Spring doesn’t change overall picture for Georgia football

semerson@macon.comApril 11, 2013 

ATHENS -- The final seconds were ticking down in last Saturday’s G-Day game, and the key players in Georgia’s young defense were happy. Jordan Jenkins slapped hands with James DeLoach. Sitting on top of the bench, Tray Matthews and Josh Harvey-Clemons smiled when defensive coordinator Todd Grantham walked their way and said something.

It wasn’t audible, but you had a good idea what it might have been.

There’s no doubt that spring practice, which wrapped up Thursday afternoon, was good for the Georgia defense. It out-performed the offense in several scrimmages, including G-Day, and came out with some confidence.

But the celebration described above was a bit subdued, and for good reason. Let us now repeat the four most important words you should take out of spring practice:

It was only spring.

Whatever we’ve seen and heard the past four weeks, and whatever we saw on G-Day, the Georgia football team is still basically where we knew it would be heading into the summer:

• The offense is good, but …

• The offensive line is still a concern.

• The defensive is probably good enough to be ranked in the mid-tier of the SEC.

Head coach Mark Richt, speaking before Thursday’s final practice, didn’t seem too flustered by the situation on either side of the ball.

“I think it was healthy for the offense not to just have their way with the defense the whole time,” Richt said. “The offense performed well most of the spring. But it wasn’t like it was some kind of mismatch. … Defensively, we see really good signs. But we’re not a solid, cohesive unit yet, because again we’re not exactly sure who’s gonna be our starters and who’s gonna play. We’ve got some guys coming in that we think can challenge for some playing time, too.”

Lots of little stuff did change this spring, such as position battles being settled. But in the overall view nothing of huge importance changed.

If you listened to the offensive coaches during the past week, the wheels are in danger of coming off. Well, that’s just good coaching. Obviously the offense wasn’t a well-oiled machine on G-Day or for parts of spring. But it was also without two starters (receiver Michael Bennett and guard Chris Burnette) for all of spring, and perhaps the top playmaker (receiver Malcolm Mitchell) for G-Day.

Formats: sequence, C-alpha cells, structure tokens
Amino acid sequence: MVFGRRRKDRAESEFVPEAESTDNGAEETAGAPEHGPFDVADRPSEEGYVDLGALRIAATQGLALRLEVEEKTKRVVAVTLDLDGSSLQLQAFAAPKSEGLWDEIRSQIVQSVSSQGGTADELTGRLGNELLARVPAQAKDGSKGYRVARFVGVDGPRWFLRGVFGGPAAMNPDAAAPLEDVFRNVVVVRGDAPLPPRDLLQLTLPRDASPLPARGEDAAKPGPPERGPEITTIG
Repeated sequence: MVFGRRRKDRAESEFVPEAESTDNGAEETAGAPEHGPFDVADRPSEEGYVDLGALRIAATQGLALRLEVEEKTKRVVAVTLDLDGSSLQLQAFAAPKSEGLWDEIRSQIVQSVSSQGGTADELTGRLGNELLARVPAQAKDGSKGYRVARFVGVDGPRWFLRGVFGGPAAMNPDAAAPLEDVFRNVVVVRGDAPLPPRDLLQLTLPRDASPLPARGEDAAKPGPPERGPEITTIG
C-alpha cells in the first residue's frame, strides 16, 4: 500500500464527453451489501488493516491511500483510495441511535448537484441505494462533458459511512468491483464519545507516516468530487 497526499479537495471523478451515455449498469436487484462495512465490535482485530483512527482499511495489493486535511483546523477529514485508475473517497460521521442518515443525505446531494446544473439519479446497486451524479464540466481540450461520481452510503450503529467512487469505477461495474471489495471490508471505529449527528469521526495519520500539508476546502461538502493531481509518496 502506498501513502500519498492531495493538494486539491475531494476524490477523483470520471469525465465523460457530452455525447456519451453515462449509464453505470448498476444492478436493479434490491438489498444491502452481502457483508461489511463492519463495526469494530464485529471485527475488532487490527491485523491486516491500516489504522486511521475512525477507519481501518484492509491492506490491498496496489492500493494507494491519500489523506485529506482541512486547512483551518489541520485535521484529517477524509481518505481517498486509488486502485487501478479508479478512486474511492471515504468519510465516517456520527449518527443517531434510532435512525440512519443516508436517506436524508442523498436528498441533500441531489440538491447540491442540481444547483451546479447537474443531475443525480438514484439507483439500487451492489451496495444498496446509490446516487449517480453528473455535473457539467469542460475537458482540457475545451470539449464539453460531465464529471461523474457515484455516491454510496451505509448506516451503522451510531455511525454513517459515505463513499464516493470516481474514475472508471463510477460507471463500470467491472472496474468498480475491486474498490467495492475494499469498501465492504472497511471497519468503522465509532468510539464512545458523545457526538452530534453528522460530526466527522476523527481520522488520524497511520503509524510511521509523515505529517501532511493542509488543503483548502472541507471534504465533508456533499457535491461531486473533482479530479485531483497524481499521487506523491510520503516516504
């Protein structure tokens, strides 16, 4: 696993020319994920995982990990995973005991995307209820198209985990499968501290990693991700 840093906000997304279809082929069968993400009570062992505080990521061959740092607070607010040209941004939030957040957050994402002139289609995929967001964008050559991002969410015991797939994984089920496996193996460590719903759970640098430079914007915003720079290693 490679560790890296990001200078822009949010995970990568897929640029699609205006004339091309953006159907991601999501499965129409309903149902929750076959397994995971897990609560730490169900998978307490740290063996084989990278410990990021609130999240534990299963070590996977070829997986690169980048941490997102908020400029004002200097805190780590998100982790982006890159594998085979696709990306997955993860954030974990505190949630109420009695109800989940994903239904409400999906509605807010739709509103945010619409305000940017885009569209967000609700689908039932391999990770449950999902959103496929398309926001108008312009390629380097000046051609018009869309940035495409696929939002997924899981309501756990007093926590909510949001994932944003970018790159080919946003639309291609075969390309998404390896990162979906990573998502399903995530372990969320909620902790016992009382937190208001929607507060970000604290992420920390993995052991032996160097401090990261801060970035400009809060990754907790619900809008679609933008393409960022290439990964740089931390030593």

The offensive line is a worry. Granted. But it’s been an issue for going on three years now, and the past two years Georgia has still made it to Atlanta. The Bulldogs don’t need a great line, they just need a serviceable one that will allow Aaron Murray, Todd Gurley, Mitchell and company to do their thing.

“I’m hoping that the offense understands that last year was last year,” Richt said. “And you can’t say: Well we were good last year, we don’t lose many guys, so therefore we’re gonna be great this year. That’s not always the case, you have to earn it every year. Is the offensive line as hungry as it was a year ago? I don’t know. We’re trying to create that hunger by letting them know, you’ve gotta earn it again.”

The reason the Bulldogs should be hyper-concerned about the offense is that they will still need it to largely carry the team.

Yes, even after the defense had a good spring. Let’s hold off on comparing these guys to the ’85 Bears just yet. This unit just needs to be good, not great, in 2013, and it’s on track to do that.

All along, it was reasonable to expect Georgia would be decent defensively in 2013 despite losing seven starters. There’s still a lot of talent on this defense, and, if it comes together quickly enough, there’s no reason it can’t be just as good statistically as it was in 2012. And as far as coming together quickly, there were two very positive signs this spring:

• Josh Harvey-Clemons found a spot on defense. The coaches put him at the nickel-back role, a hybrid of safety and outside linebacker, where he should get a lot of playing time. Harvey-Clemons, who will also play strong safety in the base defense, was named the defensive MVP this spring. So any worries that Georgia wouldn’t find a place for one of its most talented players were alleviated.

• Grantham showed a willingness to use young players that he hasn’t quite done in the past. Matthews is likely to be the first true freshman to start the opener in Grantham’s four years at Georgia, and inside linebacker Reggie Carter and cornerback Reggie Wilkerson are also in line for playing time.

So all in all, it was an encouraging spring for the defense, and therefore Georgia overall.

But Richt hit on the key point Thursday:

“Until we start playing another team, I don’t know how good we are. I really don’t know. It’s hard to tell. When you go against each other, it’s just hard to tell.”

Contact Seth Emerson at semerson@macon.com.

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